Tuesday, April 16, 2024

ECVs and Breech Whisperers

I woke up early (not on purpose! what is going on?!). I was dreaming about my alarm not going off on time and I dreamed I woke up and checked the time and I was suuuuper late...and then I woke up from that dream to check what time it was. Only 5 am!

My day started early with a ride from a lovely, enthusiastic OB who was the first to bring upright breech to Hungary several years ago. He attends vaginal breech births, water births, etc. Our next stop was to pick up Andrew Bisits, aka the "Breech Whisperer," who is visiting all the way from Australia and who will be co-teaching with us.

We drove out to an old Cold War era hospital outside Budapest, built in the 1960s during the worry that the Cold War would become hot and that Budapest would be attacked. This hospital was strategically placed far from the city center (aka, a bit in the middle of nowhere!). There was definitely nothing very warm about this cold war hospital in the main areas.

But the obstetrics department is doing some amazing work, despite the challenges of being a public hospital that is underfunded and understaffed. This is the only hospital in Hungary to openly offer and support vaginal breech birth. They had a team of 7 or 8 OBs come to Wroclaw last year for training. Now they support primip or multip frank breeches and really want to also support complete/incomplete...they're working on their colleague's fears because breech itself is already so radical!

Andrew was invited to teach the staff and some visiting physicians from the Semmelweis clinic how to do ECV. He has a unique one-handed technique and they were keen to learn. They had two ECVs, one a primip and one a G3, both frank breech. He did the first one and talked one of the visiting doctors through the second one, both successful and quite quick.

We then got a tour of the maternity department. It has 4 birth rooms, each with a big tub and lovely artwork and birth affirmations. They say things like "My body is opening like a flower" or "When I think I cannot do it anymore, it means I am very close to meeting my baby" or "I can do this." One of the doctors told me that this artwork is very radical in Hungary.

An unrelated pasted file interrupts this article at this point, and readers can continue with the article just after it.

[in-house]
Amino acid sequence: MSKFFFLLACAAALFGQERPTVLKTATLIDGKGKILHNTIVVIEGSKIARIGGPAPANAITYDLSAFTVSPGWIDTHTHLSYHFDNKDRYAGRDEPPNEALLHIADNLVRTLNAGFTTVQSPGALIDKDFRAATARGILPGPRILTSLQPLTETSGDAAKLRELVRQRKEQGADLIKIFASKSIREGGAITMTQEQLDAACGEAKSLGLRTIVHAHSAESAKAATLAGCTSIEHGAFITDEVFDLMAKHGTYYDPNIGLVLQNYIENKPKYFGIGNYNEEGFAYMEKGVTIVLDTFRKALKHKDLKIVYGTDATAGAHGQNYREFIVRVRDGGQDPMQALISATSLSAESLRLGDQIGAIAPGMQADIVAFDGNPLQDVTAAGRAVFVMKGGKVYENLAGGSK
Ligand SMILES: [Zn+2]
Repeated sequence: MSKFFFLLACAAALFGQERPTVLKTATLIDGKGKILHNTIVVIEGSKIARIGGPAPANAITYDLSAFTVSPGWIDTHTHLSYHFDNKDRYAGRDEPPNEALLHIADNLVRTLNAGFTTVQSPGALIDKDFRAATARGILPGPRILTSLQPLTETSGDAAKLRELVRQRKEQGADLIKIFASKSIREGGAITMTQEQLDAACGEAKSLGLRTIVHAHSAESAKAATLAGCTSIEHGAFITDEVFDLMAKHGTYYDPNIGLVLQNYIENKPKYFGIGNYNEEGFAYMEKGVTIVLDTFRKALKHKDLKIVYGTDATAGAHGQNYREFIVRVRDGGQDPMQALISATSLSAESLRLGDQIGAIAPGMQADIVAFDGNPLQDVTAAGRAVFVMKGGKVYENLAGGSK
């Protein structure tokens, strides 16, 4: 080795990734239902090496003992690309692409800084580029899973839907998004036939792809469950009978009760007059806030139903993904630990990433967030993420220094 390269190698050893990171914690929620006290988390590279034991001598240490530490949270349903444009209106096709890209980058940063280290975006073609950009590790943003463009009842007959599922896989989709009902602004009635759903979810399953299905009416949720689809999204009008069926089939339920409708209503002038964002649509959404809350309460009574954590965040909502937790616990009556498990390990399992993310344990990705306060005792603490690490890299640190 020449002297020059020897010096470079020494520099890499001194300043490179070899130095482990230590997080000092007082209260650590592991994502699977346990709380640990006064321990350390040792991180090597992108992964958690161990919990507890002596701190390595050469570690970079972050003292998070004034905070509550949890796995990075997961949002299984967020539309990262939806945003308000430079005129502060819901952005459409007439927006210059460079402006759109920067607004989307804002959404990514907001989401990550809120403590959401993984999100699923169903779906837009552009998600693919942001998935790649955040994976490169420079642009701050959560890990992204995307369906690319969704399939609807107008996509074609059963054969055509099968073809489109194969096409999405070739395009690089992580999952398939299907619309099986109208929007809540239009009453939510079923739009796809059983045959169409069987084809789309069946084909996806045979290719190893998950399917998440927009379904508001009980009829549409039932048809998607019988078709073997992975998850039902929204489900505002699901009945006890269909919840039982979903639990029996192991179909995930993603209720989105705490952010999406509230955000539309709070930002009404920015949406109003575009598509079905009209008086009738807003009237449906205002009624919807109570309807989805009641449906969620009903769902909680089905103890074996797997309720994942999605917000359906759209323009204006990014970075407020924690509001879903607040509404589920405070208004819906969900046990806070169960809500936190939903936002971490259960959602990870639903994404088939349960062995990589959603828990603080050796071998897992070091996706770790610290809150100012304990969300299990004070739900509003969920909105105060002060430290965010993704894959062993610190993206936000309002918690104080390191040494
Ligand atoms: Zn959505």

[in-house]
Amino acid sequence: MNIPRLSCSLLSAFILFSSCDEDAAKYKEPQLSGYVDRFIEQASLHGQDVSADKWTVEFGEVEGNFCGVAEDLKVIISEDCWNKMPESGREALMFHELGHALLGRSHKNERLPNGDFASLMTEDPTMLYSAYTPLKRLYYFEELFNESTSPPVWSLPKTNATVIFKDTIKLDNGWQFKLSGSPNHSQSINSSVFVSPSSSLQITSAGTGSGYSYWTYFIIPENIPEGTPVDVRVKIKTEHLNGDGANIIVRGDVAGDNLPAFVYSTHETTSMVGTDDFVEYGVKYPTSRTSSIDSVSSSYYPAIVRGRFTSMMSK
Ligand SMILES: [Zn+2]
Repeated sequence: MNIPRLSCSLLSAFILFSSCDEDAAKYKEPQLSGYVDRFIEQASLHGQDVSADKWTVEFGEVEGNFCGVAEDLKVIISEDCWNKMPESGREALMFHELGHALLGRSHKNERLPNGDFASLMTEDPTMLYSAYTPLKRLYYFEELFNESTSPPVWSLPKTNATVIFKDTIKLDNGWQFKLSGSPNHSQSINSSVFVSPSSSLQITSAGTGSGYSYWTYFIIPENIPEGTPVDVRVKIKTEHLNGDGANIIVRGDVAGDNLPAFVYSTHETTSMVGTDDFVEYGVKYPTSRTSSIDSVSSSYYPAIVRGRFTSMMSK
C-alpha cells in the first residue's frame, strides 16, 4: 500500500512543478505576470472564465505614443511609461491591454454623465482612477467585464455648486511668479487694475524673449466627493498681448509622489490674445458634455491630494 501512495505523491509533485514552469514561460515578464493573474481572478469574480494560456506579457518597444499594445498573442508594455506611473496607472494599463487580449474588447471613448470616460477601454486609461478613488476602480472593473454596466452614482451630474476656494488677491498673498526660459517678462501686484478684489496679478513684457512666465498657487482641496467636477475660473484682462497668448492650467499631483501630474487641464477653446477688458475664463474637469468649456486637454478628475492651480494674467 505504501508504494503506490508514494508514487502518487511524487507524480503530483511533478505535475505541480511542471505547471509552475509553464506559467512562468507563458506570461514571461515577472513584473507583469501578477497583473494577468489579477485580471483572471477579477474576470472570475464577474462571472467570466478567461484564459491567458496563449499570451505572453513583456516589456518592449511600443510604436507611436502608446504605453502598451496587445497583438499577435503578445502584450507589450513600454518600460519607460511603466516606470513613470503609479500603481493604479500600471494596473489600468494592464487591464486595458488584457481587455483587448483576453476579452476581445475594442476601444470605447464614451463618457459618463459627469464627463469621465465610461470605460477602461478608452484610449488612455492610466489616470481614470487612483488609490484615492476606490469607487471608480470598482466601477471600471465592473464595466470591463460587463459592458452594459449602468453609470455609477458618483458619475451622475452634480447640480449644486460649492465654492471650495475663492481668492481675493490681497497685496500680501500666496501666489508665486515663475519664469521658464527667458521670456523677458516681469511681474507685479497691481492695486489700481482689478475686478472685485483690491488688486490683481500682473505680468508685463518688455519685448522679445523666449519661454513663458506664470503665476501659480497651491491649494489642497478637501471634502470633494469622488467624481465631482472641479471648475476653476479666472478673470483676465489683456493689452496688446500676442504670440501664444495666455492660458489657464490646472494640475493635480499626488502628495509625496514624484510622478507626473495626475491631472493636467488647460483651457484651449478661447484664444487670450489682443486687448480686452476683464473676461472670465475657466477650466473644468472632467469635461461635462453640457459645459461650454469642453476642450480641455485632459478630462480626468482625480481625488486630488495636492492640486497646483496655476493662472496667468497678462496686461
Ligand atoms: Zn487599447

One of the rooms had a huge birth swing contraption, which apparently has only been used once because the mothers find it both unstable and uncomfortable. Apparently the fathers use it a lot, though!

I enjoyed having some time in the car with Andrew--I was able to ask him about what's going on in Australia and ideas for revising his BABE course. He thinks the future of vaginal breech birth in Australia should be midwife-led. The OBs just don't want to learn it or do it, while midwives are generally very keen and very enthusiastic. He thinks midwives should lead breech services and have the OBs as backup for in-labor C-sections. (My paraphrase, but I think I have the gist of it!)

I came home, cooked myself lunch, and worked on video editing. And then I crashed for a bit when I took a break to read. I got through just a few pages and then zzzzz...

After an early dinner, also at home, I decided I had to get outside even though I didn't really feel like it. It was cold today, 7 C, which is about as cold as Nice ever gets. I put on all of the layers I had and wished I also had gloves!

I walked to the St. Stephen's Basilica and then to the Parliament building, coming home along the Danube until the walking path ended. Then back to the Basilica and home.


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